More BEE Changes… New Sector Codes Gazetted – EconoBEE Newsletter – 18 June 2012
More BEE Changes… New Sector Codes Gazetted
In a surprise move the minister of trade and industry, Dr Rob Davies has gazetted the final ICT BEE Charter and the Property BEE charter as sector codes. The surprise was not the contents of the charters, but the timing of the gazette.
The draft ICT code was published exactly a year ago. Since then there have been reports that there was in-fighting, and then at the end of last year that the ICT Charter would be finalized. Nothing happened for six months other than regular reports that the sector code would be gazetted. The draft Property Charter was published two years ago.
The DTI released the B-BBEE Amendment Bill in December 2011 and it is currently at NEDLAC prior to parliament and a new set of Codes, which is presumably going to make some substantial changes and fix many errors in the current codes. One of the clauses in the B-BBEE Amendment bill is to move SANAS accredited agencies to IRBA. However by gazetting two new sector codes it will force SANAS agencies to apply for an extension of scope. IRBA approved agencies do not require an extension of scope to issue sector codes.
Summary of ICT Sector Code
The finalized ICT charter is quite similar to the draft issued last year. It applies to any company operating in the ICT (information communication technology) sphere – as from the date of gazetting.
There are a fair amount of differences between the sector code and the codes of good practice. The biggest differences are the weighting and targets put onto each element and indicator.
Summary of the major differences:
Ownership targets have increased to 30%, from 25% for the codes.
Management targets and weighting remain the same
Employment Equity drops from 18 points to 13 (including bonus points), and uses the new targets for employment equity
Skills development goes up to 17 points from 15
Preferential Procurement has an extra 6 bonus points making 26 points in total, increased from 20.
Enterprise Development targets have increased from 3% of NPAT to 5% of NPAT and the points to be earned have decreased from 15 to 11.
Socio Economic Development weighting have increased from 1% of NPAT to 1.5% of NPAT. The points to be earned have increased from 5 to 12.
The changes from the codes of practice are quite dramatic and will require a change in strategy in order to most effectively maximize your B-BBEE scorecard. It is quite a problem to many that the codes apply as of the date of gazetting. This implies if you are in the ICT sector, you will be rated in terms of the ICT charter on your next verification. This gives you very little, or possibly no time to react to the changes.
EconoBEE will be holding a breakfast session at Monte Casino on Friday 6th July. During the session we will go through the ICT code in detail, and cover strategies needed to optimize your ICT sector code scorecard. We will cover the many problems we see with the sector code and some of the detail that you need to know, such as the new requirement of free float and maximum investments required for listed ICT companies.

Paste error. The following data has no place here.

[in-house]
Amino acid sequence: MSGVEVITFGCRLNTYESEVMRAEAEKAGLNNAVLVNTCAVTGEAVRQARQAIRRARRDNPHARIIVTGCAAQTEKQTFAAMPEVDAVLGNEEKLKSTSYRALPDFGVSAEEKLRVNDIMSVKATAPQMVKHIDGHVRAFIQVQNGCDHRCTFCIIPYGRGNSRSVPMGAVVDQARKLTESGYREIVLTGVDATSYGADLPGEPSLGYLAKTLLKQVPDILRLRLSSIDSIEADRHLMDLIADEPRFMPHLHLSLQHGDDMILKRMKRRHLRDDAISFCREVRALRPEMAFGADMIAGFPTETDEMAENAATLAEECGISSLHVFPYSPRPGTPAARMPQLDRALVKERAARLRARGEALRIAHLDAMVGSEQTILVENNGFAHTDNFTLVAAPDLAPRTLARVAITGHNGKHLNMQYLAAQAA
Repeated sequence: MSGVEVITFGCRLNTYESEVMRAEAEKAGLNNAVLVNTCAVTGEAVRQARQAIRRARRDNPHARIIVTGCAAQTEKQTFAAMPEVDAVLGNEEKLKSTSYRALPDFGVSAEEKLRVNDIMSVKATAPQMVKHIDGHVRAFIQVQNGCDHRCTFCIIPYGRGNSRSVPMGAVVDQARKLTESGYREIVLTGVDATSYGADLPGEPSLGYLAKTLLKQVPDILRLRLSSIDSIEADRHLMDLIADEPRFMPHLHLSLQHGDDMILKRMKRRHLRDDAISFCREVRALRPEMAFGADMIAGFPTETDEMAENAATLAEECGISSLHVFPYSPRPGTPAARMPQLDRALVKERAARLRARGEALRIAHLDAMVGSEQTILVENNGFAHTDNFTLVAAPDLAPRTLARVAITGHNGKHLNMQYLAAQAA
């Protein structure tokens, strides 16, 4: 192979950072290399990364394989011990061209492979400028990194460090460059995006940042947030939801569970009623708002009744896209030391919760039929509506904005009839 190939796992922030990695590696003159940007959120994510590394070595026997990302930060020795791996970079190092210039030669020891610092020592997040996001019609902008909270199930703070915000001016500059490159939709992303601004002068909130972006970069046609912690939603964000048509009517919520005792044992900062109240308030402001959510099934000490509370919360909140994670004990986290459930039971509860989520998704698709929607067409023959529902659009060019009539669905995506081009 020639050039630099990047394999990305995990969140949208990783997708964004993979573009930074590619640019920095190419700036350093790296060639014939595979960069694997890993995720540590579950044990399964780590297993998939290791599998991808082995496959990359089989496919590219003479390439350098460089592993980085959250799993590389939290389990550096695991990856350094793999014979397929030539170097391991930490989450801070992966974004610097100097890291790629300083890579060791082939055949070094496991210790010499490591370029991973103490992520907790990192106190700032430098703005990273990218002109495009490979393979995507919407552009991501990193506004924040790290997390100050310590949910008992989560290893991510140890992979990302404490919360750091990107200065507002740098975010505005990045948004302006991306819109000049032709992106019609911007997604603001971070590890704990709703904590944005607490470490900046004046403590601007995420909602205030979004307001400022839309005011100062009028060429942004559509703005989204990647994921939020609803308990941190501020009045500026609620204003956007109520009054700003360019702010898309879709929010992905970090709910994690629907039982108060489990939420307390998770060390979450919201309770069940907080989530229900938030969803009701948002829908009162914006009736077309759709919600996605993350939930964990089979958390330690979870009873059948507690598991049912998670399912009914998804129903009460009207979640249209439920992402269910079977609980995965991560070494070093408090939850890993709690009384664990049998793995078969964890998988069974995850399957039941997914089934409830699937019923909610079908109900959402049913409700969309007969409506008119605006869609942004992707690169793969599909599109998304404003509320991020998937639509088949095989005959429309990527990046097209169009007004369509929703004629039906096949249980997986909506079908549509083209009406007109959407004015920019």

Summary of Property Sector Code
The minister has gazetted the Property Charter as a sector code. All businesses in the property sector will now follow this code as from the date it was published, i.e. 1st June 2012.
Salient features of the Property Sector Code EMEs are defined as businesses with a turnover of less than R5 million, but for estate agencies and brokers this is R2.5 million. For property asset owning businesses it uses an asset threshold of less than R30 million for EMEs.
QSEs are similarly defined: Turnover threshold of above R5 million to R35 million, but for estate agencies and brokers this is R2.5 million to R35 million, and for asset owning businesses the QSE threshold is between R30 million and R280 million.
The Property Sector code has added in an 8th element – economic development which measures values of disposal off assets and development in under-resourced areas.
The sector code also recognizes the peculiarities of the complex property industry: property unit trusts, property loan stock, asset management, property management services and even estate agencies handles each category differently. This makes the sector code itself difficult to read and use, but each property business will have no difficulty in identifying with and supporting the property charter.
Who is affected by the Property Sector Code?
Commercial activities in the following industries:
Land zoned for development
Commercial office development
Land zoned for development
Other property services
The Property Sector Council has clearly defined its roles and duties including overseeing and monitoring the implementation of the code. It also promises to issue guidance notes as to the interpretation and application of the sector code.
Overall comment: The Property sector code is well written, and shows deep thought has been put into it. There are problems and complications, but we hope that the sector council will be proactive in solving them.